If it is possible to do everything TC's doing, it surely won't be as clean of an API and you'll be back to a problem TC solves: Boilerplate.
    • Informative Informative x 1
  8. Great API, I'll probably use it sometime.
    i giggled
    • Agree Agree x 1
    • Funny Funny x 1
  9. :( Trump has invaded.
    • Informative Informative x 1
  10. [​IMG]
    • Funny Funny x 6
  11. note: I am pretty sure there's a concurrency bug in the Shared Chain logic. I will be replacing the logic with something simpler and more guaranteed to work tonight.
  12. If anyone has stated using TC 3.x, please update to 3.3.4 ASAP.
    I have strong suspicion that there was concurrency issues with Shared Chains from 3.0.0 to 3.3.3, as things got moved around from 2.0 and cleaned up and I was seeing weird issues on my server where it looked like some chains simply did not execute at all or the chain pipeline was frozen.

    I rewrote the whole queue system for it to be much simpler and easier to understand the logic, and removed all of the rule breaking that Shared Chains was doing about adding tasks after a chain had been executed.

    Commit here if interested:
  13. It can be integrated quite well
    But I understand that the scope of this project is to reduce boilerplate and complexity, which you will not get with rxjava (there's a lot of functionality!).
  14. That looks rather complex, but also really a different goal to re-engineer the event system. While I agree the event system could of been done better (Future style async events namely), TC is about managing the use of the current system, not re-engineering the event system like RX.
  15. You're right, all I really wanted you to see was Observable#subscribeOn(syncScheduler) which does the main thread execution :p
  16. hmm, I see. But yeah RX is pretty advanced, and way out of scope for most of this community :p

    But back to TC! I'm looking for feature suggestions (ones that don't break existing API.... Not ready for a 4.0 yet!)

    One idea I just had is a method that takes queue from the previous return, and can process it in sync or parallel (with configurable concurrency), and then only go to the next task in the chain once the queue is flushed.

    This is possible already with callback API's, but to provide it as a clean built in method.

    Think about ideas like that!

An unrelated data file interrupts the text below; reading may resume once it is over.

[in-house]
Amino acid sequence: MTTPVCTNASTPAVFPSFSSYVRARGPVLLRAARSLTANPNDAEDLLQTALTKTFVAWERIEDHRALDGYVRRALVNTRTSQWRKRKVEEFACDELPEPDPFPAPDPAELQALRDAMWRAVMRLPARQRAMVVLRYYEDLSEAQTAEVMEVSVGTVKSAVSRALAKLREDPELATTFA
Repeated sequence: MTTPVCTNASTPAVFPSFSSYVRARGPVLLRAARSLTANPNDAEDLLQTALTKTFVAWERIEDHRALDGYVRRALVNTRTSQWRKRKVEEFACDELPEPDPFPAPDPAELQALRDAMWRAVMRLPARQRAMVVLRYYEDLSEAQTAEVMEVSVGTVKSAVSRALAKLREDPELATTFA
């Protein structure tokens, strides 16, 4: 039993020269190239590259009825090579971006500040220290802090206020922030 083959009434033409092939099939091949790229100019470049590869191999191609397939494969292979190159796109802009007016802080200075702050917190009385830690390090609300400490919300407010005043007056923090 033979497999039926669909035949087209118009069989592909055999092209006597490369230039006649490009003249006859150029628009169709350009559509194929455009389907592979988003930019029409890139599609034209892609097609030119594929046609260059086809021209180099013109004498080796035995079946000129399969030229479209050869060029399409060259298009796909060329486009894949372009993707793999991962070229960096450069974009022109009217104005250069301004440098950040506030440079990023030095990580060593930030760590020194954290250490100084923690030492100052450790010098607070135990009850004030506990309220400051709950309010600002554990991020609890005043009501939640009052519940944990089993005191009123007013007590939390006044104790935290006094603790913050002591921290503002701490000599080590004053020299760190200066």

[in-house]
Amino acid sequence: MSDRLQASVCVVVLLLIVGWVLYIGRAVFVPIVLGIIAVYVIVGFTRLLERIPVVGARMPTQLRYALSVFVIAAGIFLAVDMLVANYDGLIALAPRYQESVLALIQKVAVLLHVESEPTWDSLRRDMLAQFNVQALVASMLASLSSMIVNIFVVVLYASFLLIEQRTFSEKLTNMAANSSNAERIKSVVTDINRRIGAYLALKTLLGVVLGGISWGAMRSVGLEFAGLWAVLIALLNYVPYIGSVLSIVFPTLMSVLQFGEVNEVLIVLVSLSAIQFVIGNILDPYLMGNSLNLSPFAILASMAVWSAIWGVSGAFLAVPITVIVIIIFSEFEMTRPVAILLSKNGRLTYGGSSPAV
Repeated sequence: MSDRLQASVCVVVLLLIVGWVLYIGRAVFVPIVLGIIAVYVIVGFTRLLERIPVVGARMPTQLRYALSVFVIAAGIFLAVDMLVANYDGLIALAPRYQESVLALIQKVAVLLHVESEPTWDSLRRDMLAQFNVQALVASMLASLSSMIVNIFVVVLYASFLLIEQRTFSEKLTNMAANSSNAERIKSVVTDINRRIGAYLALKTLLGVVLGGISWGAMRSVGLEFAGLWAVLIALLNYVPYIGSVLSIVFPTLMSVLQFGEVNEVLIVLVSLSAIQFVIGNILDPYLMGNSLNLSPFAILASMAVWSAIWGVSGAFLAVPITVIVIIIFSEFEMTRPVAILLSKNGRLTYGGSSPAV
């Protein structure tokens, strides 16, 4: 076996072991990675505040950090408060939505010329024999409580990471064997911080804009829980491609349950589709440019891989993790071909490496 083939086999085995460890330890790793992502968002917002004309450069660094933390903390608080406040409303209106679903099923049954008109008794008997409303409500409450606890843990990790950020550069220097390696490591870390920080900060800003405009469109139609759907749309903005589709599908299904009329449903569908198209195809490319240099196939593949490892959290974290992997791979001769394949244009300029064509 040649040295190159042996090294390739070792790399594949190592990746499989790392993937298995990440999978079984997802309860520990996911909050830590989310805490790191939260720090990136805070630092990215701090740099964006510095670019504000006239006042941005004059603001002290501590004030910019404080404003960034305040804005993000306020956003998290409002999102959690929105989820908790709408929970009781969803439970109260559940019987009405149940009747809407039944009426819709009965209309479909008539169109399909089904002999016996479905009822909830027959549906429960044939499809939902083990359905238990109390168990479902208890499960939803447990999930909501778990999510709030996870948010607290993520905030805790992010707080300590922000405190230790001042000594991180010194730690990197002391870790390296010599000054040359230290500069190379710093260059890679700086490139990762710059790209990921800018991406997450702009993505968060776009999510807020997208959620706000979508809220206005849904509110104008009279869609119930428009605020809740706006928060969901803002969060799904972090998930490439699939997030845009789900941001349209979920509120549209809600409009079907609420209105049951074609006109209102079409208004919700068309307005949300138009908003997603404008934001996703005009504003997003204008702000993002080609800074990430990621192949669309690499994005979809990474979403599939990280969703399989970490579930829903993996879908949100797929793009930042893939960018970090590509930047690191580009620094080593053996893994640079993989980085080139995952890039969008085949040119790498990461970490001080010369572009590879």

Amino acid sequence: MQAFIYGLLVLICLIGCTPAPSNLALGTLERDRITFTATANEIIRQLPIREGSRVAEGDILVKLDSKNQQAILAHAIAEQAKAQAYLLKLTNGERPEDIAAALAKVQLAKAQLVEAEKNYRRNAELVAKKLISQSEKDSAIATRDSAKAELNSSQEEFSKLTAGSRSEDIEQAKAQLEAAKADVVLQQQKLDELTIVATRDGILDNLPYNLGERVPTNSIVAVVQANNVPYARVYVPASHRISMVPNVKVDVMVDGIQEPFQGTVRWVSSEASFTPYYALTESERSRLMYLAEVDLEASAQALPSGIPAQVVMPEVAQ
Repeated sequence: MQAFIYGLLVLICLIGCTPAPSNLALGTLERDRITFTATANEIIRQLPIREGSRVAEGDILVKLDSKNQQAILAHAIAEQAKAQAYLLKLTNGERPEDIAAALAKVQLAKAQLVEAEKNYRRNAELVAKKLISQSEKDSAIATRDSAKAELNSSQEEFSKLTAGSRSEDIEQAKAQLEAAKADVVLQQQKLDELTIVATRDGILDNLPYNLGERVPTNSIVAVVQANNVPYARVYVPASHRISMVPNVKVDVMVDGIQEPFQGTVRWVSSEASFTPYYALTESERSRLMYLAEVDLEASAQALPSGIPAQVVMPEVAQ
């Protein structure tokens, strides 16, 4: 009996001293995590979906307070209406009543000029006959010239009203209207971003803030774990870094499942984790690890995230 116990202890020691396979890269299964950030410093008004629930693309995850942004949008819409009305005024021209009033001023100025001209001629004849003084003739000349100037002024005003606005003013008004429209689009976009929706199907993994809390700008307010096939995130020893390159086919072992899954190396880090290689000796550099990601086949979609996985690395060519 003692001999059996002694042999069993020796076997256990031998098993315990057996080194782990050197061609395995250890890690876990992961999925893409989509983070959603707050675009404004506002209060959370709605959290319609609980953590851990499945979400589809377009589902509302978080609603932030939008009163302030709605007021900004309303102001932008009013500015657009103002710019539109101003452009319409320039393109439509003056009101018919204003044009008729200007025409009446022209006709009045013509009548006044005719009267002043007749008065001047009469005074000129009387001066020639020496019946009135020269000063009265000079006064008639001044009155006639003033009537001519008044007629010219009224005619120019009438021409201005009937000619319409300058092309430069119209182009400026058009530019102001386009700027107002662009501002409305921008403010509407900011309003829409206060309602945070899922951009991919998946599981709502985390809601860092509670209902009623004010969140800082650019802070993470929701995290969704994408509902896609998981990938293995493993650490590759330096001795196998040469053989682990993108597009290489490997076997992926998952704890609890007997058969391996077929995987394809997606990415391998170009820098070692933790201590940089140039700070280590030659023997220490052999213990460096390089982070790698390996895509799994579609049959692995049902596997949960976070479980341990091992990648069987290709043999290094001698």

17. Very.. very cool idea. Especially integrating lambda in it, my only question is how many times do you need to do something async and then go back to sync from the looks all your examples are perfectly thread-safe.

    Also doing
    Code (Java):
    .asyncFirst(getMessageTask(user, mailId))
    .abortIfNull(COLOR_MESSAGE, player, MailLang.MAIL_NOT_FOUND)
    Makes you use 2 threads from the threadpool instead of just one which is just rather unnecessary.

    I might just be nitpicking but this is still a very cool project.
  18. Cached Thread Pools re-use threads and only spawns one if none are free.

    But in TaskChain terms, plain TaskChains aren't about thread safety. It's about getting the heavy operations off of main and then going back to main to do the API calls, then get back off main for deletion.

    Shared Chains are a concurrency tool, but more so about logic than handling concurrency for you. If you need to dispatch 3 async tasks, and guarantee the order of execution, then shared chains help with that.

    For my mail stuff, its critical that a user can not open a mail message before its deletion finishes... Shared chains enforce that.
  19. Code (Text):
    .asyncParallel(something)  // these three tasks occur afterwards in parallel off the main thread
    .syncParallel(something)  // These three tasks occur in parallel on the main thread
    .syncSplit((idk) -> {
        for (int x = 0; x < 100; x++) {
            for (int y = 0; y < 100; y++) {
                for (int z = 0; z < 100; z++) {
                    world.getBlockAt(x, y, z).setType(Material.STONE);
                    // You can have multiple split points
    A split task will block the main thread while it is running. The split method will check if there is time to continue running the task without dropping tps, otherwise it will halt execution of the thread until the next tick.

    Parallel tasks should use runtime.availableProcessors() for the concurrency.
    #19 Empire92, Nov 3, 2016
    Last edited: Nov 3, 2016
  20. asyncParallel is initially what lead to the queue idea.
    For that, i would go with this style:

    .asyncParallel(FirstTask<T> tasks...)



    .asyncParallel((foo) -> { doStuff }, (foo) -> { do stuff }, (foo) -> { doStuff })

    One step in a chain pipeline should expect to complete before a next step would run.

    Now on sync -- this wont work. Sync tasks are expected to run on the main thread. You can only do 1 thing on a thread at a time, so can't run it in parallel.

    Now, you could block the main and suspend it while all tasks in the queue run async, but that will corrupt the API Design of TaskChain in that a sync task is expected to be API safe, which it no longer will be in that design.

    I think an .async(task1, task2, task3) style (dropping the parallel word to avoid new terminology to understand)

    As for TPS oriented method, TaskChain is no longer Minecraft bound. TC Core has no concept of TPS.

    an syncQueue that only processes 1 at a time on main, and provide a TaskChain.backOffQueue(5 /* game units*/) or backOffQueue(5, TimeUnit.SECONDS);

    This would provide the same results.

    You would need to do your for(;;) 3x iteration before hand to build a queue in the previous task ,then pass it to a queue task to process.

    This would accomplish your goal.

    the asyncQueue would be configurable concurrency, default to processors yeah.
    #20 Aikar, Nov 3, 2016
    Last edited: Nov 3, 2016